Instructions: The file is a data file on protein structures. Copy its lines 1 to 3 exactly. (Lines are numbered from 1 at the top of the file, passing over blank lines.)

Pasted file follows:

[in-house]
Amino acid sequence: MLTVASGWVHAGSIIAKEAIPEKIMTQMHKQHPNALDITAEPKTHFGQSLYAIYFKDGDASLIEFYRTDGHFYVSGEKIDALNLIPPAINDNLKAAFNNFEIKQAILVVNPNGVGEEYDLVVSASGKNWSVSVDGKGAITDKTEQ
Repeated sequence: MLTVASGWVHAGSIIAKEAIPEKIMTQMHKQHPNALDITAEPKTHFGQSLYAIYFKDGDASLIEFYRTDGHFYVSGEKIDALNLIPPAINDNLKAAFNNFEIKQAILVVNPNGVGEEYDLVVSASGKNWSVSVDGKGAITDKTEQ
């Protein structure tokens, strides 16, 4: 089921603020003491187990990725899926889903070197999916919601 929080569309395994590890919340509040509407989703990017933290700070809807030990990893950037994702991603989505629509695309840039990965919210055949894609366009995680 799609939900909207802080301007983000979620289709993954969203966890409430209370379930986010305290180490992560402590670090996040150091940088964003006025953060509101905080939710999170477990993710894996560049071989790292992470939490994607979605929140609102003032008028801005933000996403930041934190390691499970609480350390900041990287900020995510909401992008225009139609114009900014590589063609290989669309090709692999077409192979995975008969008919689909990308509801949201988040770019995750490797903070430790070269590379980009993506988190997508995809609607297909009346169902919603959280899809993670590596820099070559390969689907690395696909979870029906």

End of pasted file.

[in-house]
Amino acid sequence: MLTVASGWVHAGSIIAKEAIPEKIMTQMHKQHPNALDITAEPKTHFGQSLYAIYFKDGDASLIEFYRTDGHFYVSGEKIDALNLIPPAINDNLKAAFNNFEIKQAILVVNPNGVGEEYDLVVSASGKNWSVSVDGKGAITDKTEQ
Repeated sequence: MLTVASGWVHAGSIIAKEAIPEKIMTQMHKQHPNALDITAEPKTHFGQSLYAIYFKDGDASLIEFYRTDGHFYVSGEKIDALNLIPPAINDNLKAAFNNFEIKQAILVVNPNGVGEEYDLVVSASGKNWSVSVDGKGAITDKTEQ